The Tone Curve is a powerful tool used for advanced tonal adjustments and is available in both Cinemagraph Pro 2 for macOS and iOS.
The colors apparent in any video you record will depend on the type of lighting your camera captures. For example, recording footage under Tungsten (incandescent) lighting will add a yellowish cast to your video while recording footage under fluorescent lighting will add a blueish cast.
Similarly, when you record video on a cloudy day, the colors will appear on the cooler side while on a sunny day, they'd appear on the warmer side. Choosing the appropriate white balance setting is one way to help remove unrealistic color casts but more advanced tonal adjustments are often required. You can use the tone curve to remove unwanted color casts, manipulate exposure, apply contrast, and more.
Videos are composed of red, blue, and green color channels. Under the Adjustments tab in Cinemagraph Pro 2 for macOS and iOS, you can modify the blacks, shadows, highlights, and whites in the individual or RGB color channels.
Let's say you recorded a video under incandescent lighting but you want to convey a mysterious setting with cooler tones. You could simply adjust the color temperature by moving the corresponding slider to the left, but that'd change the color temperature in your entire cinemagraph.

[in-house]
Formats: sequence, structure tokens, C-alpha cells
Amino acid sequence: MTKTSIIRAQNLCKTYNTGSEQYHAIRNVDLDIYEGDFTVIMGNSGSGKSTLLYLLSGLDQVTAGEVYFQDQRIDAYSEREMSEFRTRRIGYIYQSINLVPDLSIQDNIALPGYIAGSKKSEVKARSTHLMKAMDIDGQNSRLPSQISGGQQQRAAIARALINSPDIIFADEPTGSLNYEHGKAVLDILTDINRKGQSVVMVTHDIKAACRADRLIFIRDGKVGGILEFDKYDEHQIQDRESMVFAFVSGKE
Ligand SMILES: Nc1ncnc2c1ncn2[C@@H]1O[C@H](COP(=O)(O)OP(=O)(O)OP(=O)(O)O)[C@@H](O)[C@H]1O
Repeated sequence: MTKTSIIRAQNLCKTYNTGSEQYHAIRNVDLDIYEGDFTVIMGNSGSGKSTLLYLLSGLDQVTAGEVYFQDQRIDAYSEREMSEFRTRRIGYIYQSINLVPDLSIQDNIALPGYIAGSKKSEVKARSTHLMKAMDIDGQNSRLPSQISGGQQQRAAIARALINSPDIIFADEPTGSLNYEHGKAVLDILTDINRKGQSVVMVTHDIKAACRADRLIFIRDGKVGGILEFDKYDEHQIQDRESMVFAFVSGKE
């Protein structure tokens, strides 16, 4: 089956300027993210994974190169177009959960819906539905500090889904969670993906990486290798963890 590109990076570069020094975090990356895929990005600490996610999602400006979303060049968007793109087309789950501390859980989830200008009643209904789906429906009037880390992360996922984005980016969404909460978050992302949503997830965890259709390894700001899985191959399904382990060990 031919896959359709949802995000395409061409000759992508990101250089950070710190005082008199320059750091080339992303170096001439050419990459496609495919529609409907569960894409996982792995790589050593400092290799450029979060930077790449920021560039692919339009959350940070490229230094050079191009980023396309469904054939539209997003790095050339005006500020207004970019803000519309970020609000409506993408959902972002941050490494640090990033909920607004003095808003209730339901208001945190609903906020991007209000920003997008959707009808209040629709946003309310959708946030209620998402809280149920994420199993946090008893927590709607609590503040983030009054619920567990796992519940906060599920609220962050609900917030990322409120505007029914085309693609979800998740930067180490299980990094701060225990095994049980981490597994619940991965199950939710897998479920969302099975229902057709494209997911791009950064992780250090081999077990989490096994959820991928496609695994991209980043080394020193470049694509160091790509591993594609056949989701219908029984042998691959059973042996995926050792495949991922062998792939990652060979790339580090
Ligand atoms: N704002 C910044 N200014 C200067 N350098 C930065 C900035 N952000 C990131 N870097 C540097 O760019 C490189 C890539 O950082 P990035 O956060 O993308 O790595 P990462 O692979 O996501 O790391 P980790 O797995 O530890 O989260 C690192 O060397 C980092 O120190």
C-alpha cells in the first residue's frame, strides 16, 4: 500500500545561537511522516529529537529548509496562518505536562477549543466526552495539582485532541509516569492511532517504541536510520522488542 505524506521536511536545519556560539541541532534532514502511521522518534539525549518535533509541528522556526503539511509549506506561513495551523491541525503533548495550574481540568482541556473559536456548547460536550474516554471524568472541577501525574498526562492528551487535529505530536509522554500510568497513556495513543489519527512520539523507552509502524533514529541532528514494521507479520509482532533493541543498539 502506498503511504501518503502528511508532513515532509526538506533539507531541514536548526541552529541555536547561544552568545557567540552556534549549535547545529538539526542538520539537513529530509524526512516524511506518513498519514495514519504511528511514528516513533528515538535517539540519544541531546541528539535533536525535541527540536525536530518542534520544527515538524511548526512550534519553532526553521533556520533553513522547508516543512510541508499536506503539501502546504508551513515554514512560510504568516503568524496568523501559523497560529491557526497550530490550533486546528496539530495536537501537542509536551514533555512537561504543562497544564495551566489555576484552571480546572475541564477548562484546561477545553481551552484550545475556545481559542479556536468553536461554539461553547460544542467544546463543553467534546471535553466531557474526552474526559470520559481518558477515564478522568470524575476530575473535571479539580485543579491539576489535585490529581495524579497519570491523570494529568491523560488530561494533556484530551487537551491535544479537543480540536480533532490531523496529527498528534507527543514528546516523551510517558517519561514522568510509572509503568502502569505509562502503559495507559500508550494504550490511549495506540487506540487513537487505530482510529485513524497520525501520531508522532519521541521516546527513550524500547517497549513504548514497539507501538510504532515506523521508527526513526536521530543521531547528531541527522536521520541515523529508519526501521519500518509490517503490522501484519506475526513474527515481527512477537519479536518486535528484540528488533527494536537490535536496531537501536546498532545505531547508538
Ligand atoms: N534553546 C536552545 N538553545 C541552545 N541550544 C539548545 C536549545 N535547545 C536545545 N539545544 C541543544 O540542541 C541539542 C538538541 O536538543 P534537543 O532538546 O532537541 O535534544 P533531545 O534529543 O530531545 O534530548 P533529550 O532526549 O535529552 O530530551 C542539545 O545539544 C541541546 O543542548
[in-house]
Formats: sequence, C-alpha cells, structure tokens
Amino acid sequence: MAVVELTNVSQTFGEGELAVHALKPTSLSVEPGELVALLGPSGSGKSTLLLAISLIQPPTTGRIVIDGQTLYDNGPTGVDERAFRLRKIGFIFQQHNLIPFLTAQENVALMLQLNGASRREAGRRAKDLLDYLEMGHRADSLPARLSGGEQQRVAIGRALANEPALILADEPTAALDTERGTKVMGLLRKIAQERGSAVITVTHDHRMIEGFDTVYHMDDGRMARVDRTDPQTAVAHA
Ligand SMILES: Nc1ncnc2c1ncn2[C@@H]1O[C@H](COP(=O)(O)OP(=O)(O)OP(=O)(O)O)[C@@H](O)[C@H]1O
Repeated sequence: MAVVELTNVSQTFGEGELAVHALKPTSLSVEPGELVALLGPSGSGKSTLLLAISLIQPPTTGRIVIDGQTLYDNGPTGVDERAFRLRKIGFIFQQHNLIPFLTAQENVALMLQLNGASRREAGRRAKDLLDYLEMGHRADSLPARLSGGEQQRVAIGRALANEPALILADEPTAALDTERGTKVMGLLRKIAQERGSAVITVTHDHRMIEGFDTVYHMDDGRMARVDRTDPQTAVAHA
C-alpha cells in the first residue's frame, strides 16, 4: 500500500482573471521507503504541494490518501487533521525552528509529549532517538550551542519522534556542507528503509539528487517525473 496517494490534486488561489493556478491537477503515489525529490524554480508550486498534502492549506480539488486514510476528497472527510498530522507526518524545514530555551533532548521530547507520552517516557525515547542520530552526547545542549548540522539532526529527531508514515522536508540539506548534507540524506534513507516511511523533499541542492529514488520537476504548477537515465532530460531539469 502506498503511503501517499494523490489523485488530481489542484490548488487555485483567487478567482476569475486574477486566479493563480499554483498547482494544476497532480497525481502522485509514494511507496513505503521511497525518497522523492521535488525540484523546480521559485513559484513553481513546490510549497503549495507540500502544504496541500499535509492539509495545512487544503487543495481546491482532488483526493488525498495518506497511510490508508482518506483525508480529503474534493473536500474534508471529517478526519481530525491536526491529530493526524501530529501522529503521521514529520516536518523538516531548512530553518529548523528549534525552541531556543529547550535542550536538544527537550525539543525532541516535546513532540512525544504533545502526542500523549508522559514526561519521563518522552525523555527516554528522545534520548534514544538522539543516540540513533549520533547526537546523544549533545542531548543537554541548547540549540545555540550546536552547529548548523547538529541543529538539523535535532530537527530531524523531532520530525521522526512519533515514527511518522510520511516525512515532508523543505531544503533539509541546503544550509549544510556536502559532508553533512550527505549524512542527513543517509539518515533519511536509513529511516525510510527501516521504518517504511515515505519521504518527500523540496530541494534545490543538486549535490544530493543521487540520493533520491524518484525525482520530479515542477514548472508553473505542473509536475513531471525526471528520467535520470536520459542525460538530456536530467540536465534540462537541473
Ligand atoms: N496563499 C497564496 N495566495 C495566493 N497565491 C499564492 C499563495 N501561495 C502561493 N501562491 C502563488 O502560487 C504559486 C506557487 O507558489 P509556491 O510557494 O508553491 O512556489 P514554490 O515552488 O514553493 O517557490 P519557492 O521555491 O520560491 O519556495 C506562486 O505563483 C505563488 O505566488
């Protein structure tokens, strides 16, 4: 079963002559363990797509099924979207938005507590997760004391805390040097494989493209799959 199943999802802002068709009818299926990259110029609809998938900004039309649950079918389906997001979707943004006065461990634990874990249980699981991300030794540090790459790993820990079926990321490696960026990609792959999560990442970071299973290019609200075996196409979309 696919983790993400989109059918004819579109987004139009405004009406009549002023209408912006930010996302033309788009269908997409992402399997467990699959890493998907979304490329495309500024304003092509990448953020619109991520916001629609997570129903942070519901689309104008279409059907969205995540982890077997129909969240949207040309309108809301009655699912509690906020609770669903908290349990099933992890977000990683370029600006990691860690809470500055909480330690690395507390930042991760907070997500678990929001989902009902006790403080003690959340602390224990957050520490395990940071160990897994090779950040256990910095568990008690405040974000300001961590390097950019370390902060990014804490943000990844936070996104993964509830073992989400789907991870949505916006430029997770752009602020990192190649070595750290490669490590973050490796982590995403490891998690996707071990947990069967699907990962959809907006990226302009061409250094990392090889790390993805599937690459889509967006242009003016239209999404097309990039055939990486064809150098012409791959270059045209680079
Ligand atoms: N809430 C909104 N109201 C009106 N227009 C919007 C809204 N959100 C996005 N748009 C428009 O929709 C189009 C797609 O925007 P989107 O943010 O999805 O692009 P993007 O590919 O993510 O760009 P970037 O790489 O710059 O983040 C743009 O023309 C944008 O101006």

The tone curve adjustments will allow you to make adjustments to specific parts of your cinemagraph. For example, if you only wanted cooler tones to appear in the lighter areas of your cinemagraph, you could try increasing the value for highlights and whites in the blue color channel.
Now let's take this one step further. Let's say that you're satisfied with the tonal adjustments you made in the blue color channel but want to see what a purplish tint would look like. Color theory teaches us that blue + red = purple. Knowing that, you can increase the value for highlights and whites in the red color channel as well to apply a purplish tint.
If you don't have any prior editing experience using the tone curve, we recommend experimenting to gain a better understanding of how it works. Try creating a few Instagram-like filters to apply to one of your cinemagraphs. In Cinemagraph Pro for macOS, you can save them as custom presets to apply to future cinemagraphs.